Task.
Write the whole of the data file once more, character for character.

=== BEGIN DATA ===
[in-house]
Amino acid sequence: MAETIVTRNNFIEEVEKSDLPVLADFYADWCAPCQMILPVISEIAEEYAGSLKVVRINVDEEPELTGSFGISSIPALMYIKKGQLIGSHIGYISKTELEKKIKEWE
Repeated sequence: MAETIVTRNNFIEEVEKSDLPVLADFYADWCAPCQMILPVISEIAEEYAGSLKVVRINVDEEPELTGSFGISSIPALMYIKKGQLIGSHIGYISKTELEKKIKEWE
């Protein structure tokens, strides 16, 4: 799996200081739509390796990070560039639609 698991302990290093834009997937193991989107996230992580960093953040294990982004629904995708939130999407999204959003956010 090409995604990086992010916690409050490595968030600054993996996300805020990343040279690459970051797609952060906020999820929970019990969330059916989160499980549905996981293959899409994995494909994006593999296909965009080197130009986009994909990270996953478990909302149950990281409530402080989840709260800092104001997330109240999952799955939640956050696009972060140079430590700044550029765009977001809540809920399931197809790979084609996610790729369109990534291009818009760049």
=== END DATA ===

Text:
[in-house]
Amino acid sequence: MAETIVTRNNFIEEVEKSDLPVLADFYADWCAPCQMILPVISEIAEEYAGSLKVVRINVDEEPELTGSFGISSIPALMYIKKGQLIGSHIGYISKTELEKKIKEWE
Repeated sequence: MAETIVTRNNFIEEVEKSDLPVLADFYADWCAPCQMILPVISEIAEEYAGSLKVVRINVDEEPELTGSFGISSIPALMYIKKGQLIGSHIGYISKTELEKKIKEWE
């Protein structure tokens, strides 16, 4: 799996200081739509390796990070560039639609 698991302990290093834009997937193991989107996230992580960093953040294990982004629904995708939130999407999204959003956010 090409995604990086992010916690409050490595968030600054993996996300805020990343040279690459970051797609952060906020999820929970019990969330059916989160499980549905996981293959899409994995494909994006593999296909965009080197130009986009994909990270996953478990909302149950990281409530402080989840709260800092104001997330109240999952799955939640956050696009972060140079430590700044550029765009977001809540809920399931197809790979084609996610790729369109990534291009818009760049």